Sophomore runner aims for milestone marathon goal

CHS sohomore Natalie Mazoud during one of her many running competitions. Courtesy of NATALIE MAZOUD

Sophia Buraglio,

Natalie Mazoud began running with her father at the age of 5 and entering races at age 9. She has run track and cross-country for Carmel teams, and competes in so many races that she loses track of them all. Now the CHS sophomore is gearing up for a major milestone in the life of any runner: She is currently training to run the 2018 Big Sur Marathon with her father Jean-Paul on April 29.

 

The motivation for running the Big Sur came, in part, from a desire to achieve something significant in honor of Natalie turning 16.

 

In preparation for the 26.2-mile endurance run, the father and daughter have adopted a rigorous training regimen that adds up to about 50 miles over five days each week. In addition, Natalie and her father compete in races almost every weekend. Before beginning training for Big Sur, these were mostly 5Ks and 10Ks, but now they run mostly half-marathons and 15-milers. The marathon will be the longest distance she has run, but neither Natalie nor Jean-Paul is concerned about being able to complete the race.

 

“I’ll be able to finish,” the sophomore says. “I’m positive.”

 

She admits to being more worried about whether she’ll be satisfied with her time as she is aiming to finish the race in about 4 1/2 hours.

 

Brent Silva, a Carmel High teacher who has completed the Big Sur Marathon several times, is well aware of the many challenges that face runners in this particular race. For one thing, the course is entirely comprised of sections of Highway 1, making it nearly impossible to train on the actual racecourse.

 

“The other thing that you can’t really replicate, or usually wouldn’t, is when you have to get up to get a bus to actually run, which throws you off,” says Silva, noting that most of the buses pick up runners around 4 or 4:30 a.m. to deliver them to the starting line of the race.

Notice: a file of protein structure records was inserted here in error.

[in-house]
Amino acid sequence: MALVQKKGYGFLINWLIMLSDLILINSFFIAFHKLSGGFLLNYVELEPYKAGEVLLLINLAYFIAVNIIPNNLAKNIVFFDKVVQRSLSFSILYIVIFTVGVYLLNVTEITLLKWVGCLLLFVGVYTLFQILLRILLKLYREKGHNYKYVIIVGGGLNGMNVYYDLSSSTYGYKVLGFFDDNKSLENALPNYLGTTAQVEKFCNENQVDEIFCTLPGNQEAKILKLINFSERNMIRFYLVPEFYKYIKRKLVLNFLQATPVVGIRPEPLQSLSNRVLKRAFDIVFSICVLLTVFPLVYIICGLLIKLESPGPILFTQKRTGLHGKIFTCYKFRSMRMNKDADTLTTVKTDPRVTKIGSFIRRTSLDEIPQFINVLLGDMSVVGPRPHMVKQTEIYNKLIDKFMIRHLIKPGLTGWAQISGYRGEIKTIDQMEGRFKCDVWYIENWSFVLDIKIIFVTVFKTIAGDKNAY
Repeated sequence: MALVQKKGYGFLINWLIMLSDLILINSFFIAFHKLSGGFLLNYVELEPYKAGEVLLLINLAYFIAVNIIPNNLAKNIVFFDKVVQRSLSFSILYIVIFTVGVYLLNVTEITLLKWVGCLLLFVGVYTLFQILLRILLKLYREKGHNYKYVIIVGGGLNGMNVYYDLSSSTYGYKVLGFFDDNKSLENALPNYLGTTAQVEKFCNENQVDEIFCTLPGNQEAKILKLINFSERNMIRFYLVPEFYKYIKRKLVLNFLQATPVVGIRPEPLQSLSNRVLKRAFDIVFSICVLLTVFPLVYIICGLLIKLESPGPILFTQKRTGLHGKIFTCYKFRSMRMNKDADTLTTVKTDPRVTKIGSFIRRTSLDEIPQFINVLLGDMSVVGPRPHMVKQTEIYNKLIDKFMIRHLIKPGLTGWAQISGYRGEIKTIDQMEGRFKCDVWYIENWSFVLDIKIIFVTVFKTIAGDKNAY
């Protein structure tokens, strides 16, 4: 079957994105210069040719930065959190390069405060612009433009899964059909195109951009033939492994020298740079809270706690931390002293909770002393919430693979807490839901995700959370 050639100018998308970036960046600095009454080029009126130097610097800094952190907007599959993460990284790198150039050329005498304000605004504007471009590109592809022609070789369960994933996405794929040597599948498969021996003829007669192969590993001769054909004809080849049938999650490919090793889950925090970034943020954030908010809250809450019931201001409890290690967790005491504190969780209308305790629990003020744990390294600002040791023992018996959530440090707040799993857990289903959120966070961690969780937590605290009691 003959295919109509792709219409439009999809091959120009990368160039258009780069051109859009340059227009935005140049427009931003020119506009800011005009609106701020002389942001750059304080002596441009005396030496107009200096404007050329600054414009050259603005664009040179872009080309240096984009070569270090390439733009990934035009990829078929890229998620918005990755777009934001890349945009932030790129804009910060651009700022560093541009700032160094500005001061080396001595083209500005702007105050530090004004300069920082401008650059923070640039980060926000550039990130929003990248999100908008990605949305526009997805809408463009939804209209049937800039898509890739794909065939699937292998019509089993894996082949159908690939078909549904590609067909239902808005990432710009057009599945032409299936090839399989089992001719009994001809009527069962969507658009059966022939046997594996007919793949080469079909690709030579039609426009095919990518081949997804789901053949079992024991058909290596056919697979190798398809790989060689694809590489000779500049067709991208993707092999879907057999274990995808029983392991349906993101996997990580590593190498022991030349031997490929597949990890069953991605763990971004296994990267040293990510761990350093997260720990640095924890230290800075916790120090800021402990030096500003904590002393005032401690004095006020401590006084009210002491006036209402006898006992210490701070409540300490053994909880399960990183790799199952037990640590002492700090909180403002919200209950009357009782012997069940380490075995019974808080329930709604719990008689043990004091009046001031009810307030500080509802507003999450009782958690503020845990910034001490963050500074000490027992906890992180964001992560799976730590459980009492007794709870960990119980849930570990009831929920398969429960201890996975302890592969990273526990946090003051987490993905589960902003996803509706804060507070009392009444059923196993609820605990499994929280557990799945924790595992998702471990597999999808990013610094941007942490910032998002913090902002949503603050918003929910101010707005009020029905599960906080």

The Big Sur Marathon is infamous for the relentless hills that define the last several miles of the course. Natalie is apprehensive about this part of the race.

 

“Hills are not really my thing,” she says. “I have to work on that.”

 

After completing the marathon, Natalie is hoping to renew her focus on track; she is currently not participating as a result of her marathon training.

 

CHS track coach Tom Clifford believes that Mazoud’s decision to focus solely on the marathon instead of splitting time between track and training is a smart one. He notes that several Carmel High students have entered the marathon and not all have finished, but he also expresses confidence in Natalie’s strong abilities as a runner.

 

“She puts her whole heart into whatever it is that she’s doing,” Clifford says. “She gives 110 percent every single time she runs.”

 

Natalie and Jean-Paul are excited to share the experience of completing their first marathon together. Both father and daughter are looking forward to the gratifying feeling that comes immediately after finishing such a feat of physical accomplishment.

 

“The reward, that’s why you run,” Jean-Paul says. “The reward.”